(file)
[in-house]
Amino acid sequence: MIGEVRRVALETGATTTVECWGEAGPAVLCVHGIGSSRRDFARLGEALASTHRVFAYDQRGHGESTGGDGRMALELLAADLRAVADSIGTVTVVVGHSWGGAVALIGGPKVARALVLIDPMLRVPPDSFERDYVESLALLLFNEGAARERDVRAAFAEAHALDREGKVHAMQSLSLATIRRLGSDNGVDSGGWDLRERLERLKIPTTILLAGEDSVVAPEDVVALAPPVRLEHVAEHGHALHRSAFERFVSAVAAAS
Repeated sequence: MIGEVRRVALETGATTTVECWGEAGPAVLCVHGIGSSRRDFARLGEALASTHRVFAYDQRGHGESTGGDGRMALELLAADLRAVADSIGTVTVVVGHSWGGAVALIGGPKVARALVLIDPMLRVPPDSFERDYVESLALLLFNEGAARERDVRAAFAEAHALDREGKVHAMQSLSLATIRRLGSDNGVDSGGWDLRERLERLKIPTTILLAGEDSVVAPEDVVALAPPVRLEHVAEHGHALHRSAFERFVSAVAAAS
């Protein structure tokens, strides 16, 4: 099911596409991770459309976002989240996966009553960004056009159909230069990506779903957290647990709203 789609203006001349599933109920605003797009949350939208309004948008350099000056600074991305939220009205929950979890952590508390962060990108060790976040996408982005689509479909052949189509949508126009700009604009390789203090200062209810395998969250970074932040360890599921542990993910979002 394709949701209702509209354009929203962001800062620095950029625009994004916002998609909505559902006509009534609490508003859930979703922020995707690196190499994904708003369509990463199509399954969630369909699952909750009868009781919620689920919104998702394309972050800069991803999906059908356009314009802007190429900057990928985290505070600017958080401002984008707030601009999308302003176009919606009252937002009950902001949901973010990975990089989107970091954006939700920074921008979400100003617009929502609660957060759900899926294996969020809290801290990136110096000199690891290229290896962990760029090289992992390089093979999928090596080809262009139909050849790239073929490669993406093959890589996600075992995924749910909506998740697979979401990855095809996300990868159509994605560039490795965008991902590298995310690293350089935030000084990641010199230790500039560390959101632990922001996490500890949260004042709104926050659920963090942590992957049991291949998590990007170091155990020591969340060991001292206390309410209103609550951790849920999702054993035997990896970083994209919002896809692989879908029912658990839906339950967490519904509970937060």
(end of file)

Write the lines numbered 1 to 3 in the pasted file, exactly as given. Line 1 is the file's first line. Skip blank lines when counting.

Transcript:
[in-house]
Amino acid sequence: MIGEVRRVALETGATTTVECWGEAGPAVLCVHGIGSSRRDFARLGEALASTHRVFAYDQRGHGESTGGDGRMALELLAADLRAVADSIGTVTVVVGHSWGGAVALIGGPKVARALVLIDPMLRVPPDSFERDYVESLALLLFNEGAARERDVRAAFAEAHALDREGKVHAMQSLSLATIRRLGSDNGVDSGGWDLRERLERLKIPTTILLAGEDSVVAPEDVVALAPPVRLEHVAEHGHALHRSAFERFVSAVAAAS
Repeated sequence: MIGEVRRVALETGATTTVECWGEAGPAVLCVHGIGSSRRDFARLGEALASTHRVFAYDQRGHGESTGGDGRMALELLAADLRAVADSIGTVTVVVGHSWGGAVALIGGPKVARALVLIDPMLRVPPDSFERDYVESLALLLFNEGAARERDVRAAFAEAHALDREGKVHAMQSLSLATIRRLGSDNGVDSGGWDLRERLERLKIPTTILLAGEDSVVAPEDVVALAPPVRLEHVAEHGHALHRSAFERFVSAVAAAS